Rare Earth Elements, REEs, are used in a wide range of applications but there are some which are not so popular such as agriculture and plant growth. In the early 19th century some reports were published on the action of rare earths on plant growth which reported mostly positive effects. In 1972, China started to research in this field and the results were so extraordinary that shortly afterwards the commercial use if rare earths in Chinese agriculture was started.
Research in China and its application
Today the use of REEs as trace elements in fertilisers in China is common, since in 1972 it started a systematic research including both laboratory and field experiments. Such a big application of REEs requires more information to understand its impact by answering questions such as how extended is this application in China, how the application process is, and which is the influence of REEs on the yield of plant and trees.
Over the last 30 years, the treated area with rare earths constantly increased from a minor area of 1330 ha in 1980 to 16 million ha in 1995 as it can be seen in the following Table. It means that by 1995, the treated surface with fertilisers containing REEs was 160.000 km2, which supposes an area bigger than Greece and almost as big as Tunisia.
The increases of land treated with REE containing fertilisers in China1
After research started, different REE containing fertilizers were developed. There are basically three kinds of fertilisers: (1) Nongle, which contains RE chlorides, (2) Changles, which contains RE oxides as well as plant growth elements and (3) MAR, which consists of RE compounds mixed with amino acids. However, Changle is the most widely used of the fertilisers above. Although its composition, shown in the next Table, presents a total amount of rare earth oxides, REO, of 32.19 wt.%, some manufacturers increase it to values above 38 wt.%2.
There are several methods to apply the fertiliser to the plant. For example, it can be used as root fertiliser, which means that it is directly applied to the soil. Besides soil application, other common methods are practised such as seed soaking, foliar spraying and seed dressing. The application stage depends on the growth stage and the specie of the plant; and it has to be continued every year to be effective. In the following appears a summary with some species, the amount of rare earths that has to be applied as well as the method to use it.
To date, an increase in the yield of about 50 plant species such as cereal, sugar or vegetables as well as for more than 20 species trees and pasture grasses have been reported. In addition to the increase of the amount produced during harvest, there are betterments in product quality. In example, sugar content in sugar increases or increased vitamin C content in apples.
If the effects of REEs on agriculture are so amazing, why arenât they used abroad China?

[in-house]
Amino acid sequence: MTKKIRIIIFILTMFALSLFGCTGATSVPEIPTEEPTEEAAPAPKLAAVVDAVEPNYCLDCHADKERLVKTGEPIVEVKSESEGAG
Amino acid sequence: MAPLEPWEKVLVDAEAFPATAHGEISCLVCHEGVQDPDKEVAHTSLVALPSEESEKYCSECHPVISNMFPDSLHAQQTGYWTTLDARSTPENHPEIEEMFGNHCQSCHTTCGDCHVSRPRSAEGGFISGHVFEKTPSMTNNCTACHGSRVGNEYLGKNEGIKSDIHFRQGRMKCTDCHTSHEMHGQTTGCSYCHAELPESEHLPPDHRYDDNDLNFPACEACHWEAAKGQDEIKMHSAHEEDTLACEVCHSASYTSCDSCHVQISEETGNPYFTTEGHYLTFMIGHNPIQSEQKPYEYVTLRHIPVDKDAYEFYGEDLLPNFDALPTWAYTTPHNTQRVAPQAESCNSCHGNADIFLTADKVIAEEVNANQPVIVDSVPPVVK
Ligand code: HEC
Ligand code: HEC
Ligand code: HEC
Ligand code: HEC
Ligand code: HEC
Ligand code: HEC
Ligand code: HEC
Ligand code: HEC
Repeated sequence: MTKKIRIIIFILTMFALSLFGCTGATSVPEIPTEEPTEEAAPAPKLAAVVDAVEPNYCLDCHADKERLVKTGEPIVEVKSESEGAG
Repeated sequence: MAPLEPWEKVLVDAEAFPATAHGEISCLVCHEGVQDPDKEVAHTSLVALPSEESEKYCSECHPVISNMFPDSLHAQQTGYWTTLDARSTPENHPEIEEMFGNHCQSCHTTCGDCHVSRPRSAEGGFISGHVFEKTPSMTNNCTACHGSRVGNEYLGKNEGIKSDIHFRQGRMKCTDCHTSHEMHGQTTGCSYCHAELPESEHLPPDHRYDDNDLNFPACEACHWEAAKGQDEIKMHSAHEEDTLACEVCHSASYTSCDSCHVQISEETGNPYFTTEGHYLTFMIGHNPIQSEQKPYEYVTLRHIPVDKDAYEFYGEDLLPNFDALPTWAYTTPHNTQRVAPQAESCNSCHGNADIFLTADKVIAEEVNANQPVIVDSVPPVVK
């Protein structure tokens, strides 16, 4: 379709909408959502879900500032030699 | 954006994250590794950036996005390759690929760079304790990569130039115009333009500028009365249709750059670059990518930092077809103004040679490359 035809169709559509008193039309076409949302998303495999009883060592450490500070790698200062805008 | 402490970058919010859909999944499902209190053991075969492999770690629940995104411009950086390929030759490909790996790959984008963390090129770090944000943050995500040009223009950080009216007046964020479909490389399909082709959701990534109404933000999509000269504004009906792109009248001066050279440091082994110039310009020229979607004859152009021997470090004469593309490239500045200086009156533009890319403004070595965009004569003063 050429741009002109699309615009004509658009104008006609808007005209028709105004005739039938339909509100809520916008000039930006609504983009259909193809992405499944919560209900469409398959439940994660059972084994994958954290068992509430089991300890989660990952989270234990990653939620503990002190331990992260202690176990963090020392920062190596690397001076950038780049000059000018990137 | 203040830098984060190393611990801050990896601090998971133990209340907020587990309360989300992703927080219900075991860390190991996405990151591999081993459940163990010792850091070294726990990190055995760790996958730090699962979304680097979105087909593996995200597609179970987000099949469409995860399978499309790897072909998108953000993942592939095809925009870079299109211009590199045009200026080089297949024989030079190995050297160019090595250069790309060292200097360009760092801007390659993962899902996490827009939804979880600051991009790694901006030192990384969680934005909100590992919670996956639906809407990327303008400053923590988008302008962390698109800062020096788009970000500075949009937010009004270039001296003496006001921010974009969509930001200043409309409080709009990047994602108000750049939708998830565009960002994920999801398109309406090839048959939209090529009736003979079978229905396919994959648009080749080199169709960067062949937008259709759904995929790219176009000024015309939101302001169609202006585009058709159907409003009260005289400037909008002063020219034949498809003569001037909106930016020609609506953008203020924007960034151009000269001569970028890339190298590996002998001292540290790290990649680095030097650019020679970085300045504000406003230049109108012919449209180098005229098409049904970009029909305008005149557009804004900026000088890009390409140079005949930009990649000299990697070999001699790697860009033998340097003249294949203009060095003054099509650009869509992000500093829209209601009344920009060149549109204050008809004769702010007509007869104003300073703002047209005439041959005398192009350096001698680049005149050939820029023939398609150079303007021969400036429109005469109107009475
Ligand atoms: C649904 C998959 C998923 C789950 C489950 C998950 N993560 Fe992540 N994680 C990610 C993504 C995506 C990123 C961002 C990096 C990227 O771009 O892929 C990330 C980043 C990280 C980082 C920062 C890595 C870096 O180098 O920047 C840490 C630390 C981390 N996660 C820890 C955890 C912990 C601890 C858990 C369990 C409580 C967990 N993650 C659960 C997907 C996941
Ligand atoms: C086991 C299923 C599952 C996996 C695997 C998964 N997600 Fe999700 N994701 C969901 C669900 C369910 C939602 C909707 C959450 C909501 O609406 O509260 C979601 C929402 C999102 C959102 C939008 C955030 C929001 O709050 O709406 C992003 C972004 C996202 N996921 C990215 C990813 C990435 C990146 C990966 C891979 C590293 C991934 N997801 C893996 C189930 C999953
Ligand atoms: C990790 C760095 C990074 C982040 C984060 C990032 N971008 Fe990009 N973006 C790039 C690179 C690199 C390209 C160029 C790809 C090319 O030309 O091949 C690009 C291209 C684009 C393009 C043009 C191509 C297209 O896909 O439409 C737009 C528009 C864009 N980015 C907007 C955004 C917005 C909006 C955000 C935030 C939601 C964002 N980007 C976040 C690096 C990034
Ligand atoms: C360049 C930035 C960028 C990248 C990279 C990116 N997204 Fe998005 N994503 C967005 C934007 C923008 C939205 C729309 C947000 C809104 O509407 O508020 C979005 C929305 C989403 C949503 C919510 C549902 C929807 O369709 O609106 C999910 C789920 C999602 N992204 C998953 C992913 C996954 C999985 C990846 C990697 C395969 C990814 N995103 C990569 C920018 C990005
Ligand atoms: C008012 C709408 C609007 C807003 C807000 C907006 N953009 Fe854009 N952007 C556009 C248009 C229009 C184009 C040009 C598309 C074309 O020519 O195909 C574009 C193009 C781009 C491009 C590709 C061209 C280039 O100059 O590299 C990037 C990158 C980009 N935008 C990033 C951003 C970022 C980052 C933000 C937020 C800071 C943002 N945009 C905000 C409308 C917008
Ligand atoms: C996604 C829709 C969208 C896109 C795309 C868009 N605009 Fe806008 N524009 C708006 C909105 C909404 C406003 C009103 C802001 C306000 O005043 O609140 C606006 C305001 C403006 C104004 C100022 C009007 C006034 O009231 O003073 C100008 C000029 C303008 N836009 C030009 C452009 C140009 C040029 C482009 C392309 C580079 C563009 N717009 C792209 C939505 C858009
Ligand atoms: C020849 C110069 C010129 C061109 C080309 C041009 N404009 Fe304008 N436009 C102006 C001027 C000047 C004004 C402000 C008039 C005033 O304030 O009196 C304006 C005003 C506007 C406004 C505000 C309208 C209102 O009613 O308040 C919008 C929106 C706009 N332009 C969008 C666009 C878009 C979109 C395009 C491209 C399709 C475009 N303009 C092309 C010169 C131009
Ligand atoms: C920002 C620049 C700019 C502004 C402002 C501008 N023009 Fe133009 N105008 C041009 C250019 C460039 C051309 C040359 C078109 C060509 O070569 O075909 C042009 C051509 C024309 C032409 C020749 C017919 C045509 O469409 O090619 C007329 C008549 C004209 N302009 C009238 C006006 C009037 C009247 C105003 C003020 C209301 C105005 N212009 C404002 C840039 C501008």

Research in Western countries and contradictions
Clear understanding of the results reported in China is hard due to the either the access to the source is difficult, or most reports are not available in English, or the papers are often lacking details of experimental method and statistical treatment. Therefore, it is crystal clear that basic and wide research on this field needs to be carried out outside China to verify those results and to provide more information.
From the 1930s to the 1980s, only a few papers on the effects of rare earth elements on plants were published outside China, in which positive effects were the general trend but there were also some authors reporting detrimental results. It was after and during the 1990s when Western countries interest on this field increased again after some Chinese papers became accessible.
Today, studies carried out in different countries such as Australia or Germany show conflicting results with both beneficial and detrimental results. Hence, most of investigations canât confirm the great effects of rare earths on yields as well as other properties reported in China.
Consequently, there is a need for further well conducted and properly documented experiments on REEs influence on plants. Rigorous statistical treatment of data is also recommended in order to extrapolate and compare the results from different reports. Although there are many questions left unanswered regarding REE effect on plant yield and growth, more detailed reports might open up agricultural use of rare earths to other countries beyond China.
Besides studying the effect on plant growth, there is a need of reports on the effects of rare earths on human consuming rare earth containing diets and their effect on all parts of the food chain as well as on the environment.
1. Redling, K., 2006. Rare Earth Elements in Agriculture with Emphasis on Animal Husbandry. PhD Thesis, Ludwig-Maximilians MĂŒnchen University.
2.Â Grirem Advanced Materials, http://www.chinarem.com/eng/english/products/clu.htm, consulted on 28/01/2015.
3. Pang, X., Li, D. C., Peng, A., 2002. Application of Rare-earth elements in the Agriculture of China and its Environmental Behaviour in Soil. Environmental Science and Pollution Research, 9, p143-148.